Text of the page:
Treatment with a single antimicrobial is sufficient for most infections. The indications for use of two or more antimicrobials are:
• To avoid the development of drug resistance, especially in chronic infections where many bacteria are present (hence the chance of a resistant mutant emerging is high), e.g. tuberculosis.
• To broaden the spectrum of antibacterial activity: (1) in a known mixed infection, e.g. peritonitis following gut perforation or (2) where the infecting organism cannot be predicted but treatment is essential before a diagnosis has been reached, e.g. septicaemia complicating neutropenia or severe community-acquired pneumonia; full doses of each drug are needed.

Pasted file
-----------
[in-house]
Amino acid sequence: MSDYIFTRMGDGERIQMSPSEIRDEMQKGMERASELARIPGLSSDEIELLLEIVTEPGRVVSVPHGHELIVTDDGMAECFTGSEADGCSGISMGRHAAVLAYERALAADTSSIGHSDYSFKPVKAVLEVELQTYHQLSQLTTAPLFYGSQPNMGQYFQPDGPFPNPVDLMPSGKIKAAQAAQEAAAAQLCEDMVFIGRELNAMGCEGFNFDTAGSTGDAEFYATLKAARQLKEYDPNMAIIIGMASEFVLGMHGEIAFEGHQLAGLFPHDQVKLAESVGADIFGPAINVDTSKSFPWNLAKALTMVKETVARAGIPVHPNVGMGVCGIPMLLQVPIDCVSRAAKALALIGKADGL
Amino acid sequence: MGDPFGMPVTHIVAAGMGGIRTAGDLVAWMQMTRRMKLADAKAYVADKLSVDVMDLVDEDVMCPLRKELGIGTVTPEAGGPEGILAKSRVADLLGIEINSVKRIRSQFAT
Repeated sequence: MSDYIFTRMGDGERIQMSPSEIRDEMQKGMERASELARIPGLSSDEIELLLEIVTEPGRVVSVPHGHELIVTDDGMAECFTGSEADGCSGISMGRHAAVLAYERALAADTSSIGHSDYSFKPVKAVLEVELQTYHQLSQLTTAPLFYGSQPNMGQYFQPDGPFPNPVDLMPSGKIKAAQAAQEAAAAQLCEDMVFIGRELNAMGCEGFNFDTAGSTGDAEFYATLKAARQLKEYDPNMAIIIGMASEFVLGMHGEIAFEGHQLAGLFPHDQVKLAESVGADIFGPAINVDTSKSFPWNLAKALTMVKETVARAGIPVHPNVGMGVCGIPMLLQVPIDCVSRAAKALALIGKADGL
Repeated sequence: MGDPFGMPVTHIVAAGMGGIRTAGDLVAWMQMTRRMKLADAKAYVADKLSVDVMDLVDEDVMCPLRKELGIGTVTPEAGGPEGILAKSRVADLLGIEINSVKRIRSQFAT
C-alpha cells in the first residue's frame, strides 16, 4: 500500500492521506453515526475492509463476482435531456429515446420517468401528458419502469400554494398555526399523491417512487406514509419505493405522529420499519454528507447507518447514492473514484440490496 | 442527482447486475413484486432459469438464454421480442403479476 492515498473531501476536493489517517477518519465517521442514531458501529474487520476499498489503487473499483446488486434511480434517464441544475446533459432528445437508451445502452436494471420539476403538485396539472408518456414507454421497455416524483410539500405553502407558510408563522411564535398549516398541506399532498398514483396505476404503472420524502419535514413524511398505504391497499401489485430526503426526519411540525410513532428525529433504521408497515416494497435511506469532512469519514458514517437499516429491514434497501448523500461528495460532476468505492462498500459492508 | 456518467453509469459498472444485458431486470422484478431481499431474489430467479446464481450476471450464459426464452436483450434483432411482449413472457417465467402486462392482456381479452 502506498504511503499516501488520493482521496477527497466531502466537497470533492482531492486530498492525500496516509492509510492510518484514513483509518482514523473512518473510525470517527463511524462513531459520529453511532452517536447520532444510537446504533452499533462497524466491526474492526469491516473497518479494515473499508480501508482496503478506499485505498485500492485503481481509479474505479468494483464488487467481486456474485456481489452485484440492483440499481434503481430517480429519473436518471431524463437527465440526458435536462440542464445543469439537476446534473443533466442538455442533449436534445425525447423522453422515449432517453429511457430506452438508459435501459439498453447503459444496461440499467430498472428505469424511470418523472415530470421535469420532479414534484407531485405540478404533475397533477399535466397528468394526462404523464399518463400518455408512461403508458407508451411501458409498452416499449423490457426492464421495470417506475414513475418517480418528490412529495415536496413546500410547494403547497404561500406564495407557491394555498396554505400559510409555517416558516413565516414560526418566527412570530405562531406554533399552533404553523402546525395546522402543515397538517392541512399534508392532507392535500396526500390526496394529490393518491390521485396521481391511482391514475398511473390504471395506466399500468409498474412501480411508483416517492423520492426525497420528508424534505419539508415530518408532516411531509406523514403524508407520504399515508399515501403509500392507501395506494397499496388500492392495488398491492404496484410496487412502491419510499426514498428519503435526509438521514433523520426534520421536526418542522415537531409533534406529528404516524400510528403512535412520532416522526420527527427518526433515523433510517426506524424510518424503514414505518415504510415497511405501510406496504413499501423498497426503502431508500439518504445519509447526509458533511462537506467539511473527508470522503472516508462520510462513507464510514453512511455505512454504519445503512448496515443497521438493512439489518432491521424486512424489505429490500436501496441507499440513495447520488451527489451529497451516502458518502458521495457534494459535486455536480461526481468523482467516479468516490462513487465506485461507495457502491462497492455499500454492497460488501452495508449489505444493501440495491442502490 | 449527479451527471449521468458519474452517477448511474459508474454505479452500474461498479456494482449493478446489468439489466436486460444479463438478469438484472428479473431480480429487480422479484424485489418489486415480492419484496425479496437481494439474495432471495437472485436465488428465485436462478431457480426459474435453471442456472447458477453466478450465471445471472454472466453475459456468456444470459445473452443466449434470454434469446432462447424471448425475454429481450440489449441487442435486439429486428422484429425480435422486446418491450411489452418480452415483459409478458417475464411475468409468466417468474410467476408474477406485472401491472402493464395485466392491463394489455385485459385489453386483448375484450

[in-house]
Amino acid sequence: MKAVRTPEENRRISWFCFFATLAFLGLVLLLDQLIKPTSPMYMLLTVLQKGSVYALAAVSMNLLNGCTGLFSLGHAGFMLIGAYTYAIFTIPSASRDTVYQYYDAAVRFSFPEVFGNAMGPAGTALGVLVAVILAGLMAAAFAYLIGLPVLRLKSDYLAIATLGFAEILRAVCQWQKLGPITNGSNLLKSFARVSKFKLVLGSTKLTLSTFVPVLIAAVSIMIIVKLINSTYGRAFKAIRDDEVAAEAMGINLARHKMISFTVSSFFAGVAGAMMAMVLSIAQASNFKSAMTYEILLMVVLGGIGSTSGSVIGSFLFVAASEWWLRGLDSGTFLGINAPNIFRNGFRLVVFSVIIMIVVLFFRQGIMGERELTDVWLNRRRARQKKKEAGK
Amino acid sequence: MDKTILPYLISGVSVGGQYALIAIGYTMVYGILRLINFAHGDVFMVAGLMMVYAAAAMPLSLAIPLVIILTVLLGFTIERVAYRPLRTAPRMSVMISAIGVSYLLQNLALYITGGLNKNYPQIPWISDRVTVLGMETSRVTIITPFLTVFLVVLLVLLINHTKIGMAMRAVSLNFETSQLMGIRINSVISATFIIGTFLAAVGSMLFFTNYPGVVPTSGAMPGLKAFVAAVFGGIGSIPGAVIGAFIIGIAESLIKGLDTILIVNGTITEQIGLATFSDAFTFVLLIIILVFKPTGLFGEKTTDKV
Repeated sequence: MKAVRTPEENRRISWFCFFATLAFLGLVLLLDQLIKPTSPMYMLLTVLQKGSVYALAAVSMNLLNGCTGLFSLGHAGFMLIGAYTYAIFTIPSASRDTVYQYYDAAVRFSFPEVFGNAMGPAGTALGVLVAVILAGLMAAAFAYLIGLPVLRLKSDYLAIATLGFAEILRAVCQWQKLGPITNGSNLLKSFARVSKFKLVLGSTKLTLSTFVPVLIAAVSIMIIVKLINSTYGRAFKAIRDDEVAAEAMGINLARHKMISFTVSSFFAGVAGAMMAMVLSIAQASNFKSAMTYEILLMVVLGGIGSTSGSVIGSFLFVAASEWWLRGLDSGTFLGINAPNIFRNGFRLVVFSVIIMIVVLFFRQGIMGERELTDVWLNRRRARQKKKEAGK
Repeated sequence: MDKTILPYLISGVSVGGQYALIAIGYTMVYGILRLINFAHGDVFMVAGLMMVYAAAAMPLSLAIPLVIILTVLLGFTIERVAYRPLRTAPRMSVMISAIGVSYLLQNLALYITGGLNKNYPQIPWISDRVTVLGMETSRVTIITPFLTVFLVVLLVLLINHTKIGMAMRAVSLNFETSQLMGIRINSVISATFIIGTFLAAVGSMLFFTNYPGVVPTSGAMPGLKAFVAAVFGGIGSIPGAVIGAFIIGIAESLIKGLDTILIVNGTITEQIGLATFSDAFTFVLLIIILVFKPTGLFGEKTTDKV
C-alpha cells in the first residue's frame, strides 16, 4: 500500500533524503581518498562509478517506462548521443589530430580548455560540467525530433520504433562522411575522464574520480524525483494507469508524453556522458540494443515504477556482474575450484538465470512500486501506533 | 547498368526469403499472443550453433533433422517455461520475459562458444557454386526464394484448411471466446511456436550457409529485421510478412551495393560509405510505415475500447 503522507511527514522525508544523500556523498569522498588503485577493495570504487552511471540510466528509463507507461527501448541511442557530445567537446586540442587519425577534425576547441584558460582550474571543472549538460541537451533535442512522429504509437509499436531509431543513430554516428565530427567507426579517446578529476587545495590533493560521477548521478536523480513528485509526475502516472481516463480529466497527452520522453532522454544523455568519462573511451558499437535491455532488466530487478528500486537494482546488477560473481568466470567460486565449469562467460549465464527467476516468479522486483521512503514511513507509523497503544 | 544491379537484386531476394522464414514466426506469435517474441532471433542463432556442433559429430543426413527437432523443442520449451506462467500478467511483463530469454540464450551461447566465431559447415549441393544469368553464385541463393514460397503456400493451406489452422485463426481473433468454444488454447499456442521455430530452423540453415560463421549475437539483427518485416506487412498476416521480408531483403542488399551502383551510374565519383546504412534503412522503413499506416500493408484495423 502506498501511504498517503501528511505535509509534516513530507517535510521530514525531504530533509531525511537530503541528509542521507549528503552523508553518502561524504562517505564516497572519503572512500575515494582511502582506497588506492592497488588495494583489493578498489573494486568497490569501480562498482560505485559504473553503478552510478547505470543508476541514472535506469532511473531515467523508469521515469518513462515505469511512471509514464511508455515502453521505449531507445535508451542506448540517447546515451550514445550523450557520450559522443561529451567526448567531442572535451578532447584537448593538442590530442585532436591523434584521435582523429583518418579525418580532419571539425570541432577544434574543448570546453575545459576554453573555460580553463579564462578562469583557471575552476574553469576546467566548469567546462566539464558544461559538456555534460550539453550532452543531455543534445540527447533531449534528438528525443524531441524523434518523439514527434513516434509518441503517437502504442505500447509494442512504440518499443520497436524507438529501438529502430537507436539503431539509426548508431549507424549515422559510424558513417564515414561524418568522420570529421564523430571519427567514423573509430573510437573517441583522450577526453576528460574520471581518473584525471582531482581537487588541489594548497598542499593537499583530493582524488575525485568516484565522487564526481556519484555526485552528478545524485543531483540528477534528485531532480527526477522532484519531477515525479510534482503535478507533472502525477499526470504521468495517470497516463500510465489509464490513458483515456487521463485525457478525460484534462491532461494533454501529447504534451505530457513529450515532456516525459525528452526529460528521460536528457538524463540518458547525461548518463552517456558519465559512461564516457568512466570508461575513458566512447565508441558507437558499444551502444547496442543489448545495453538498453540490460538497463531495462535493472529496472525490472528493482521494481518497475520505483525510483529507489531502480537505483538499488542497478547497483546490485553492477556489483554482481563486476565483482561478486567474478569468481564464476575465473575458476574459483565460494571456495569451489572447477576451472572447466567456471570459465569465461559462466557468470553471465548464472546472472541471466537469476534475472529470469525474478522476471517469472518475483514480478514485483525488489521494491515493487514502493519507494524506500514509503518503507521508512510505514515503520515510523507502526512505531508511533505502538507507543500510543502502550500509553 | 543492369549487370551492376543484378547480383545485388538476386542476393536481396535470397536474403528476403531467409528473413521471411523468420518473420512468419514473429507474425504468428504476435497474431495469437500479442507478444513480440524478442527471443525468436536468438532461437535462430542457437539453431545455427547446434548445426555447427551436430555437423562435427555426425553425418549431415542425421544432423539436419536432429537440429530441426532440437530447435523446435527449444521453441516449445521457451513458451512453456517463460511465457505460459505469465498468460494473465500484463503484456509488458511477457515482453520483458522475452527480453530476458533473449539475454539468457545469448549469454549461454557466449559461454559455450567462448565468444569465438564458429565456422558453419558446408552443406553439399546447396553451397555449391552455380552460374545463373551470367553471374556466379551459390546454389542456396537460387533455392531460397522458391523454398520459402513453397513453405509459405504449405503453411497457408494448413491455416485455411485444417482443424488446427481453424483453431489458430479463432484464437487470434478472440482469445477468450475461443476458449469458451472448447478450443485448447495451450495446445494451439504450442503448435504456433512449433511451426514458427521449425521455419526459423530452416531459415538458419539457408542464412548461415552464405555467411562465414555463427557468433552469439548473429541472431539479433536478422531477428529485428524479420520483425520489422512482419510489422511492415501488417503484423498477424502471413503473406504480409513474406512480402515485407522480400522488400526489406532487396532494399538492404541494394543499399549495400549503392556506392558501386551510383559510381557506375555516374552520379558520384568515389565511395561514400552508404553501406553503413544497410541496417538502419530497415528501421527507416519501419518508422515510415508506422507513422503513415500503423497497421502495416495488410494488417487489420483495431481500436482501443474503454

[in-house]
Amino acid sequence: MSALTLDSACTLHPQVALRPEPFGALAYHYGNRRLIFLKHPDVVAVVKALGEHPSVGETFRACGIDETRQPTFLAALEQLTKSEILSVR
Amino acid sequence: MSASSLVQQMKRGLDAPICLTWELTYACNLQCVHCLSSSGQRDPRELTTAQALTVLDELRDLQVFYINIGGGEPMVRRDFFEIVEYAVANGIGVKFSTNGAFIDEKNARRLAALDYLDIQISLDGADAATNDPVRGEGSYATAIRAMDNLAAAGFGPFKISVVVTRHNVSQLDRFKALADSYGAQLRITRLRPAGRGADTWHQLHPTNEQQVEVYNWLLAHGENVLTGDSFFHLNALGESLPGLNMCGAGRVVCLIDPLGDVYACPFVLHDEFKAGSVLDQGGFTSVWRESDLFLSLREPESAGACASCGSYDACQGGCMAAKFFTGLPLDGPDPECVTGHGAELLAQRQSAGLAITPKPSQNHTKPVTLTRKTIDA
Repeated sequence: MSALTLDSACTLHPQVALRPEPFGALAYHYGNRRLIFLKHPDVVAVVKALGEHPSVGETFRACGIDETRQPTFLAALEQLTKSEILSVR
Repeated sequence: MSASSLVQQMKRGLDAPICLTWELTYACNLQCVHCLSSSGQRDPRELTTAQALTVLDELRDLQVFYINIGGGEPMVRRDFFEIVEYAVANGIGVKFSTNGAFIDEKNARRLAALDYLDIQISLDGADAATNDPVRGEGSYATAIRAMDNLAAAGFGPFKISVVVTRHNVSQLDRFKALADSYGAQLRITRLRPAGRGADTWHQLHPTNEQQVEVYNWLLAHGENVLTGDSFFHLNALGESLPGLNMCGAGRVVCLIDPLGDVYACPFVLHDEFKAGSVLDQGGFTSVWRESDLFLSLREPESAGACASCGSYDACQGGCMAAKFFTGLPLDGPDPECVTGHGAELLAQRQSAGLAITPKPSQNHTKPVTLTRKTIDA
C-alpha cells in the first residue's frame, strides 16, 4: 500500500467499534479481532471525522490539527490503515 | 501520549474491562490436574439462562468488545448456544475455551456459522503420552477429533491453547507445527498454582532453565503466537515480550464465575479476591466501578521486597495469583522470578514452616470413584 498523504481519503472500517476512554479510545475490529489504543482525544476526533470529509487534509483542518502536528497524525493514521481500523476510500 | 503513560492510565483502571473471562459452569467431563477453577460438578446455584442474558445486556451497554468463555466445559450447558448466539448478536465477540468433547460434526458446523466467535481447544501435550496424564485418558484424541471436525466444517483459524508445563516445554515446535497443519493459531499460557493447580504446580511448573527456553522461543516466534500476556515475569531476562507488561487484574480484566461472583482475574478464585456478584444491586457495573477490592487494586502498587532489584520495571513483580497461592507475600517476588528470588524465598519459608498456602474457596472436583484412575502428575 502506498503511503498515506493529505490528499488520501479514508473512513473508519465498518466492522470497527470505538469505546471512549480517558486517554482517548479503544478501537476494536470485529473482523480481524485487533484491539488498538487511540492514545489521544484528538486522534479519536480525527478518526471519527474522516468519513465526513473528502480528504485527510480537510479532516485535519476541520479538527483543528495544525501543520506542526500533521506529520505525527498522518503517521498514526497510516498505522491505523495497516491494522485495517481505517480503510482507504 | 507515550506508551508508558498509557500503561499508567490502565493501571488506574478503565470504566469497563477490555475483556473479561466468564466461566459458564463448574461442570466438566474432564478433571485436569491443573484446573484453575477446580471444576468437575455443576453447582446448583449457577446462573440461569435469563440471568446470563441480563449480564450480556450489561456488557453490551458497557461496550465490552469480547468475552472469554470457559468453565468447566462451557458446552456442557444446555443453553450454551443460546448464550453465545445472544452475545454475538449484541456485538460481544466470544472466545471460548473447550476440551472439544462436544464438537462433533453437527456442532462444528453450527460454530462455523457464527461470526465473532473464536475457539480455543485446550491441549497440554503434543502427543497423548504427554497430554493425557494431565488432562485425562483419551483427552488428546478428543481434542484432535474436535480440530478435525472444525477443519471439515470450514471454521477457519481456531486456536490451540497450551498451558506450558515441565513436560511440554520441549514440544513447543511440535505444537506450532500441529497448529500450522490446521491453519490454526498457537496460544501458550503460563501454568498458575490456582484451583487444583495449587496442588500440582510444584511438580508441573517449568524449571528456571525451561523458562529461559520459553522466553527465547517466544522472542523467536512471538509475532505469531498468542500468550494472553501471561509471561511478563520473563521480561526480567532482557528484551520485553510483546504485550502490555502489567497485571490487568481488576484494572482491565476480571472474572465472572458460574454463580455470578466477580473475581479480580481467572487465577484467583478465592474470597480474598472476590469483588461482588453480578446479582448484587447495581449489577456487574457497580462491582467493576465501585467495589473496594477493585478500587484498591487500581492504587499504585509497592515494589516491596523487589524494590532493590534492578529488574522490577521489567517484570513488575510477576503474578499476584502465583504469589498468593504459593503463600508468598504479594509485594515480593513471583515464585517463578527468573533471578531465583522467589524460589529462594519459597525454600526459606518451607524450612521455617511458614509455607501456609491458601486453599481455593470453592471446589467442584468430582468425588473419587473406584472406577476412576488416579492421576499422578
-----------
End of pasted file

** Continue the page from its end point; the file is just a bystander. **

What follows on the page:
• To obtain potentiation (or 'synergy'), i.e. an effect unobtainable with either drug alone, e.g. penicillin plus gentamicin for enterococcal endocarditis.
• To enable reduction of the dose of one component and hence reduce the risks of adverse drug reactions, e.g. flucytosine plus amphotericin B for Cryptococcus neoformans meningitis.
Selection of agents. A bacteriostatic drug, by reducing multiplication, may protect the organism from a bactericidal drug (see above, Antagonism). When a combination must be used blind, it is theoretically preferable to use two bacteriostatic or two bactericidal drugs, lest there be antagonism.
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